INTERVIEW: Thiago Deiro took over as CEO of Volgren earlier this year, bringing with him a passion for lean manufacturing, standardised processes and putting the customer first. ABC caught up with him for an exclusive chat about Brazilian manufacturing, knowledge exchange and always keeping an eye out for bus brands on the street.
ABC: G’day, Thiago. Welcome back to our fine shores. Could you tell us a little about how you got into this role? Where did your career start and how did things evolve to get you to this stage?
TD: I started my career as a trainee at a company called Gerdau, a steel manufacturer with headquarters in Brazil. I spent almost five years there and then applied for a position as investor relations manager at Marcopolo in 2008.
In this role I was mainly responsible for the interaction with shareholders, investors and financial analysts. After I’d worked in both investor relations and finance manager roles, I was invited to take over the position of chief human resources officer; that was in December 2016. In 2017 I held a HR global summit in Brazil. The aim was to align the HR processes, strategies and policies – what we call the Marcopolo way, which basically consists of the major processes that we’d like for every single company from the Marcopolo group to start practising and implementing.
ABC: It must have been challenging as head of global HR, especially considering Marcopolo has so many global sites and subsidiaries, and companies like Volgren have such a strong sense of their own culture and identity.
TD: Yes, that’s a challenge. We always have to think about different characteristics, not only in terms of people and processes, but also in terms of culture. The great news is that, just like in Marcopolo Brazil, people here at Volgren are proud of the product and the company. We have a good workplace and great people.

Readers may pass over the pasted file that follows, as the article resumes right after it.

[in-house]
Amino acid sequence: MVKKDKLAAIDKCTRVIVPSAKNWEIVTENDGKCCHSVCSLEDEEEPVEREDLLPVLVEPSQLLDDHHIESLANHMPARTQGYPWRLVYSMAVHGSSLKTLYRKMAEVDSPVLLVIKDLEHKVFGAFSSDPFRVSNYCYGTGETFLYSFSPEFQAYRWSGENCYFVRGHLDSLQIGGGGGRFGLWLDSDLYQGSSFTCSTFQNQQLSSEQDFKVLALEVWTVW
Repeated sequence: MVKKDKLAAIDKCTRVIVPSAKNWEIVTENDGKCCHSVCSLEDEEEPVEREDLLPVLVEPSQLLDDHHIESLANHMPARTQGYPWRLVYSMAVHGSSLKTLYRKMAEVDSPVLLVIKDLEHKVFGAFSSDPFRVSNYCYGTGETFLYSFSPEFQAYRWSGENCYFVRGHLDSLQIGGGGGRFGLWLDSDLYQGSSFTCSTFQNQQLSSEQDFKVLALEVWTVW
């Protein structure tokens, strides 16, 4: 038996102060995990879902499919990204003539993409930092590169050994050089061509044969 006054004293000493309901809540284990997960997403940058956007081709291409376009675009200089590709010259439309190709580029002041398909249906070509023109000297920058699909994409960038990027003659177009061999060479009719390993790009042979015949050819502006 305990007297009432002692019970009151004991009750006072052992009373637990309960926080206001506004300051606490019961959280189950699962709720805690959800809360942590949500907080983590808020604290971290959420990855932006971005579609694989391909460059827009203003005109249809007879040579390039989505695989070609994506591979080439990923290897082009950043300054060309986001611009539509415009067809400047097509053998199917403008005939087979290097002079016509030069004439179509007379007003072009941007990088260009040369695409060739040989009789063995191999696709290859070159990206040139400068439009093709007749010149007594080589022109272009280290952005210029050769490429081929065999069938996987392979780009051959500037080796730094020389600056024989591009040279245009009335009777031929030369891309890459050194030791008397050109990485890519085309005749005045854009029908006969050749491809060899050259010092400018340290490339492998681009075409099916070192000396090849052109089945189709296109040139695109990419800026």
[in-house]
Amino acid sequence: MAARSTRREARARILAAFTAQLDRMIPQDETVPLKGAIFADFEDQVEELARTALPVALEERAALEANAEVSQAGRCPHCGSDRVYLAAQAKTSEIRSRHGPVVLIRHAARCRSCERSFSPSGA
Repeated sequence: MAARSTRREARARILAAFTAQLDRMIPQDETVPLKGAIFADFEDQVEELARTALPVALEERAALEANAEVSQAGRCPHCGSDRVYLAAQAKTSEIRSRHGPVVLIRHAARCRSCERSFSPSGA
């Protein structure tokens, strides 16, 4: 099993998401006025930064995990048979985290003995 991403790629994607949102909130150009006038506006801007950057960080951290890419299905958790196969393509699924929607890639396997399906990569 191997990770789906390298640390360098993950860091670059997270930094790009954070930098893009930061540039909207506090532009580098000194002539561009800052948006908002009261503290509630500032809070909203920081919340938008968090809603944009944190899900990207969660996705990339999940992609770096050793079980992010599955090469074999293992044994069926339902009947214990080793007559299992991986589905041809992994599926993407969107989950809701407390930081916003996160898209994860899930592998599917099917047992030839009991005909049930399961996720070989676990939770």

Of course, culture in Australia is different from culture in Colombia, which is different from culture in Brazil, but in the end we are all human beings.
Last year we conducted a global employee engagement survey for the entire Marcopolo Group. It was unsurprising for me to learn that the ‘topline’ findings were pretty much similar across the Group. Regardless of the site and the country we all like to work in a safe, clean and organised place, with supportive and transparent leaders that coach us, promote and reward based on performance.
However, the size of the company, the budget and the labour laws do play an important role when defining new strategies and new processes. We have to be creative, debate ideas and try to accommodate and meet each other halfway.
ABC: As the head of global HR did you focus much on lean manufacturing and how to get teams to work more efficiently?
TD: Absolutely. The main differences between Marcopolo and Volgren are the processes and the products. Volgren builds the bus body using aluminium with basically no welding. In Brazil it’s steel; it’s all welded. It’s a lot of people and a lot of effort.
Despite that, the lean manufacturing mindset can be implemented in every company and in every department. It’s all about people, process and skills.
When people think about lean manufacturing systems they often think “Wow, this is the Toyota process – it will take 100 years for us to implement the same way that they did there.”
But the concept is quite simple.
Basically, what we have to work on is discipline – people have to get rid of waste and disturbances on the line, focusing on safety, quality, delivery and cost. It’s a mindset. It’s a cultural thing.
The production line has to flow smoothly.
ABC: What do you like about the bus industry?
TD: I like things where you can see the outcomes. That’s what I love about the bus industry. You see your products; you see them on the streets.
I used to tell the guys starting at Marcopolo “From now on your lives will never be the same because every time you are on the street, driving your car, when you see a bus you will always ask yourself ‘Is this a Marcopolo? Is this a different brand?’” And now it’s also happening here in Australia. Every time I see a bus on the streets of Melbourne, I instantly look for the brand.
ABC: How many times had you been to Australia before taking the role?
TD: Before coming here as CEO, I think I was here four times. The last time was in February this year.
I was here for the first time when we were discussing the deal with the Grendas [the family that owned Volgren before Marcopolo] in 2012. I came twice that year. At that time I was working in the finance department, so I was helping with the due diligence and the whole acquisition process.
ABC: What can Volgren learn from Marcopolo?